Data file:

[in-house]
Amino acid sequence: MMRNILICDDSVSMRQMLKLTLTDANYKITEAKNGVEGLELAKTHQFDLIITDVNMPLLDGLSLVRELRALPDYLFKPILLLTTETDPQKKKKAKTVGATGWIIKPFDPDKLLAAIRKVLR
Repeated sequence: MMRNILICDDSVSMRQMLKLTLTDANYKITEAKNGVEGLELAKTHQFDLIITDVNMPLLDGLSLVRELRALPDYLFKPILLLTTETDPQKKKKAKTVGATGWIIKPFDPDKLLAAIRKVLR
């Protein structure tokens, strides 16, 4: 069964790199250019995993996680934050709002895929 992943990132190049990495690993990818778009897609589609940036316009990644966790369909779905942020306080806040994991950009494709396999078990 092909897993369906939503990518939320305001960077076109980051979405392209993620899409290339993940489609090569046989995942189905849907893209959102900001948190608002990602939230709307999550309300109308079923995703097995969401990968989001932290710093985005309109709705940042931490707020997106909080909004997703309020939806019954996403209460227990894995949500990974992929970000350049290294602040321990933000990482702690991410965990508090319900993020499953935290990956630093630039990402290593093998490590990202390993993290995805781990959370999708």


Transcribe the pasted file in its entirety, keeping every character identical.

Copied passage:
[in-house]
Amino acid sequence: MMRNILICDDSVSMRQMLKLTLTDANYKITEAKNGVEGLELAKTHQFDLIITDVNMPLLDGLSLVRELRALPDYLFKPILLLTTETDPQKKKKAKTVGATGWIIKPFDPDKLLAAIRKVLR
Repeated sequence: MMRNILICDDSVSMRQMLKLTLTDANYKITEAKNGVEGLELAKTHQFDLIITDVNMPLLDGLSLVRELRALPDYLFKPILLLTTETDPQKKKKAKTVGATGWIIKPFDPDKLLAAIRKVLR
């Protein structure tokens, strides 16, 4: 069964790199250019995993996680934050709002895929 992943990132190049990495690993990818778009897609589609940036316009990644966790369909779905942020306080806040994991950009494709396999078990 092909897993369906939503990518939320305001960077076109980051979405392209993620899409290339993940489609090569046989995942189905849907893209959102900001948190608002990602939230709307999550309300109308079923995703097995969401990968989001932290710093985005309109709705940042931490707020997106909080909004997703309020939806019954996403209460227990894995949500990974992929970000350049290294602040321990933000990482702690991410965990508090319900993020499953935290990956630093630039990402290593093998490590990202390993993290995805781990959370999708």